on 3 March 2014
A great book - part love-letter to the sextant, part gripping re-telling of some of the greatest sea-adventures of all time. And if this wasn't enough, the text is interwoven with the author's own account of his first trans-Atlantic voyage in the 1970s (well before GPS) - learning how to sail and how to navigate by the stars. It reminds us all how much we all owe to this delicate instrument - and to the men who braved the dangers of the deep and used it to map our world. The writing is sublime - he gives the reader a very real sense of what it is like to be lost in the Pacific, running out of food and water, reliant only on the starry heavens above to guide the boat to safety.... History, adventure and star-gazing all in one terrific volume.
on 15 June 2014
This is a delightful book. David Barrie weaves together his own experiences at sea with accounts of some of history’s most fascinating maritime voyages and the development of navigational instruments. Barrie takes us to sea with Captain Cook, George Vancouver, Matthew Flinders, Robert Fitzroy and Sir Earnest Shackleton (among others), bringing their adventures and trials vividly to life. Sextant is a window onto an age of seemingly limitless possibility and exploration, peopled by courageous and innovative figures. While Barrie’s sea stories entertain, they also help to establish his central point, for above all, Sextant is a tribute to the eponymous instrument. For Barrie, the sextant is not merely a quaint nautical artifact, but an eminently useful device that both hones and challenges the sailor’s seamanship. Unlike modern nautical instruments, which reply on GPS and computerized data and can function almost independently, the sextant is useless without the sailor’s knowledge and experience; it requires his understanding of mathematics and astronomy to function successfully. Barrie’s own knowledge of celestial navigation enables him to provide accessible explanations of the often intricate necessary calculations and observations. The reader is left feeling great admiration for those sailors who have mastered this complex yet elegant art. Barrie acknowledges the value of modern navigational systems, yet he also recognizes what has been lost as a result of increased reliance on new technology. Barrie argues that sailors “are not only turning their backs on the very things that make the whole undertaking worthwhile, but they are also denying themselves the precious rewards of agency—the use of hand, head, and eye to solve problems and overcome difficulty.” Sextant is a strong argument for the value and importance, not only of traditional navigational skills, but of the many other traditional skills we are in danger of losing.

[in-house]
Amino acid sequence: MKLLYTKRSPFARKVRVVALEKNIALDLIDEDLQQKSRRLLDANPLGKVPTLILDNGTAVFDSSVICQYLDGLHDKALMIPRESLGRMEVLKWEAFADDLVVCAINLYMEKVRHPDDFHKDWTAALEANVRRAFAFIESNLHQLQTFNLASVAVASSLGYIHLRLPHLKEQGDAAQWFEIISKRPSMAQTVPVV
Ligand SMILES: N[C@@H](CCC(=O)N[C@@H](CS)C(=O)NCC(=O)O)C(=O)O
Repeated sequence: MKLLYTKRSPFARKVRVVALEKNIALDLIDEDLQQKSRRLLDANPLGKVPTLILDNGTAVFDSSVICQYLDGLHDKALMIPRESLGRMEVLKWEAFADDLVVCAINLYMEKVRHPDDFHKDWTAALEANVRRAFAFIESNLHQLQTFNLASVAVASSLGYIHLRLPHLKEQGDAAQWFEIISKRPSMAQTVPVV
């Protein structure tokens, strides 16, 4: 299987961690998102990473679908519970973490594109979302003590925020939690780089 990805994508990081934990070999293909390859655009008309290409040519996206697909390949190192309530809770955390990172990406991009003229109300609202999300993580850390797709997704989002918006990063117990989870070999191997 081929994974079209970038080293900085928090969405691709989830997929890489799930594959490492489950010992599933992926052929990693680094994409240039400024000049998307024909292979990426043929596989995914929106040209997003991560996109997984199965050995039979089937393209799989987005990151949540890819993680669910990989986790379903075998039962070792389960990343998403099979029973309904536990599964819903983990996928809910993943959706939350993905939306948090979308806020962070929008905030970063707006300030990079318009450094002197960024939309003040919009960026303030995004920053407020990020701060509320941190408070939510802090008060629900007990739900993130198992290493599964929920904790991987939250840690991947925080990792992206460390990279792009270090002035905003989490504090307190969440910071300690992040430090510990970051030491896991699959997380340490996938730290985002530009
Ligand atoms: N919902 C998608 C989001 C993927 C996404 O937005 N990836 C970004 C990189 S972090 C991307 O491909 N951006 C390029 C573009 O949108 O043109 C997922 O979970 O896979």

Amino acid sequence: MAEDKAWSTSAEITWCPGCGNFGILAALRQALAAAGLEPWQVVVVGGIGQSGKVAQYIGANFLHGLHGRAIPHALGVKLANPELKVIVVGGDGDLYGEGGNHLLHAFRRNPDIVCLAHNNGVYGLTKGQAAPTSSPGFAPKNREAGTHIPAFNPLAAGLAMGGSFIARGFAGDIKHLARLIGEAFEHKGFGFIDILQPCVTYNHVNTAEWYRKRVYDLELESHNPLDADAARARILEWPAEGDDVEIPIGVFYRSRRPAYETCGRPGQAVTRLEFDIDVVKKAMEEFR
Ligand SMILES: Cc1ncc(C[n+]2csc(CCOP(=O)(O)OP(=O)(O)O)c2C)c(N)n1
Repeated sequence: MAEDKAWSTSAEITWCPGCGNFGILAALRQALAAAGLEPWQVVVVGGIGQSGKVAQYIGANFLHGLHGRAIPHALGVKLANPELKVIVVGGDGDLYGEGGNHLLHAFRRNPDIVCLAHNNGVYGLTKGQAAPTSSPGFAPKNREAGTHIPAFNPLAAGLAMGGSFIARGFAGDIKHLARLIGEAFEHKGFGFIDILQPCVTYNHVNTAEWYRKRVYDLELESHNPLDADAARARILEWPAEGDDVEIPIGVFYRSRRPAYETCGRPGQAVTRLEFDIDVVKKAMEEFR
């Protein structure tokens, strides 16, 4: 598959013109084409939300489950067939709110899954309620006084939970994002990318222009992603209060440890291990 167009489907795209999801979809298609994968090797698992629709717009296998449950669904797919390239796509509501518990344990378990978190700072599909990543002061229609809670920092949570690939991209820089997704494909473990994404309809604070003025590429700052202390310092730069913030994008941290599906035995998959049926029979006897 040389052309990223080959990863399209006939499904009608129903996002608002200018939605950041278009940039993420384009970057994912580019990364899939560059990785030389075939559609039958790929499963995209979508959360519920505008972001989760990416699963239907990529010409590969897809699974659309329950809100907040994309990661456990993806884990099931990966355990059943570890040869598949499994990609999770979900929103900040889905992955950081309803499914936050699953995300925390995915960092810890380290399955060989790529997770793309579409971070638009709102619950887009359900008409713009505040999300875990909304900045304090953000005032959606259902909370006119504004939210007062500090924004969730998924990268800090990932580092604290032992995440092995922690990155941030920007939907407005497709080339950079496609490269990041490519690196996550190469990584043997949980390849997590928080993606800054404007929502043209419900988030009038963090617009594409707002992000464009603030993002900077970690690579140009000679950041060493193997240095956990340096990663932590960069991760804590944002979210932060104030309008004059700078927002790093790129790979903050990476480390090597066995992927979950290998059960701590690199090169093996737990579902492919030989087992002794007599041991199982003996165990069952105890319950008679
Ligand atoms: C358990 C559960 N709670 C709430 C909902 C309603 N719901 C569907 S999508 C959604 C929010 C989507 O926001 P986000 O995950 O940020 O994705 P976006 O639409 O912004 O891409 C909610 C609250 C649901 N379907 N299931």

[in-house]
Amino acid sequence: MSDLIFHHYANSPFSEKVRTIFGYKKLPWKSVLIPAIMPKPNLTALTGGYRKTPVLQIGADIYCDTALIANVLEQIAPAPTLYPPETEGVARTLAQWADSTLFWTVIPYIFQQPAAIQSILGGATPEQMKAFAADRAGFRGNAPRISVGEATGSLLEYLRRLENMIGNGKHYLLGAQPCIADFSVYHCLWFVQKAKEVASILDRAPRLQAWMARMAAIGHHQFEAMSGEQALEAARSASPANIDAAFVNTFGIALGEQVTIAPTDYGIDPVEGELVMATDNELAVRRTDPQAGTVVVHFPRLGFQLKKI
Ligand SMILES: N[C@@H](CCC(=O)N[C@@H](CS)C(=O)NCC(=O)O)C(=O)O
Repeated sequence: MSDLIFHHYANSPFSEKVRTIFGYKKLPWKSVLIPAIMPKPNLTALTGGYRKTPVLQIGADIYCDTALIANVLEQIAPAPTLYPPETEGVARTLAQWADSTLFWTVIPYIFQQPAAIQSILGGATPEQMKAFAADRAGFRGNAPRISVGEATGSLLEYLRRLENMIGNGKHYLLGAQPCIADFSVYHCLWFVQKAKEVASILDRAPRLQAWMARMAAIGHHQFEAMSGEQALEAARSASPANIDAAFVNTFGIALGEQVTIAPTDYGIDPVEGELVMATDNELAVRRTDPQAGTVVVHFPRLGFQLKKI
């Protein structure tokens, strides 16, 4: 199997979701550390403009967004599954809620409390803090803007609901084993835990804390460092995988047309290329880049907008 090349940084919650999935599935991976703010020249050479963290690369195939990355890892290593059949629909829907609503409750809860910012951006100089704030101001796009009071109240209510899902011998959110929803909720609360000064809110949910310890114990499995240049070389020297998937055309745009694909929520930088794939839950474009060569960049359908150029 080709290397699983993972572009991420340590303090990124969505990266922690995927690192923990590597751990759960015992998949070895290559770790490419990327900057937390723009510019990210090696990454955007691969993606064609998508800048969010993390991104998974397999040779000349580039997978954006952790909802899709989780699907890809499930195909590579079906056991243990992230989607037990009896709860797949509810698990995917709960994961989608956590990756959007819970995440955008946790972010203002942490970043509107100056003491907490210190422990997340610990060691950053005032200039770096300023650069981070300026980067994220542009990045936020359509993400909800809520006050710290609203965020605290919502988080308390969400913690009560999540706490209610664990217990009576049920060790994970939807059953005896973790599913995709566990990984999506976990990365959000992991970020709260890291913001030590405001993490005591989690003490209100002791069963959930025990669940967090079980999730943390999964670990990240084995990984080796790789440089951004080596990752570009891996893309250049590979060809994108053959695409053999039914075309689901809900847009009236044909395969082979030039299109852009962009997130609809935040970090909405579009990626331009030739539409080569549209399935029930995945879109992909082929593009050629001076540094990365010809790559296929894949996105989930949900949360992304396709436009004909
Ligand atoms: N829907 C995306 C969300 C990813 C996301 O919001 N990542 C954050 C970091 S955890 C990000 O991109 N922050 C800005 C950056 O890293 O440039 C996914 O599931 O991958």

on 18 May 2016
I really enjoyed reading this. But then I was fascinated by the simple and so elegant idea, that the exact angle of the sun (or stars) uniquely establishes your position on earth. The Sextant itself is brilliantly designed to establish an angle. The writer intersperses his own journey with that of many others, such as Shackleton's navigation of 400 miles and Bligh's of 1,000's, using only a sextant, although you probably need a good clock as well. I thought a Sextant would be cheap, they ain't.
on 11 January 2015
This is story-telling at its best – a well researched and carefully written account of how one little instrument has shaped our history. David Barrie’s enthusiasm for the sextant is quite infectious, and he carries us through its remarkable story on several interleaving layers; its development, the bold navigators who used it to push themselves and the frontiers of the world – among them Bligh, Anson, Cook, La Pérouse, Vancouver, Slocum and Worsley – and his own trans-Atlantic crossing in 1973. It also hovers over the mystery of how the Polynesians managed to navigate thousands of miles across the Pacific apparently with no man-made navigational aids at all. GPS has made the use of the sextant virtually redundant, but, as Barrie reminds us, relying on it distances us from the natural world. He doesn’t argue that we should all return to taking sights of the sun and stars, but this is a book for those who understand that going to sea is about being in tune with the environment and not watching a screen.
on 9 April 2014
I love this book.Real soul food. Not much technical detail, for enthusiasts, but that is easily available elsewhere, like the Navlist site.
Includes a thoughtful, scholarly and more balanced history of the lunar/Maskelyne/Harrison Clock debate than the Sobel book. Also good on French Cel/ Nav history which is missing from a lot of the Anglo-American literature. Very good on the philosophy of a happy/ contented life, what is good for the soul, and why some of us love this Celestial Navigation so much!
Main problem, he quotes several source books that I have now had to go out and buy! Some nothing to do with CN e.g. "The case for working with your hands" by Matthew Crawford.( Read that too. Very anarchic but explains why I like to build Bygrave and Fuller slide rules and use them to work my CN sights. I think!).
Great book. Should come with a health warning though. "May ferment impractical and unrealistic dreams!"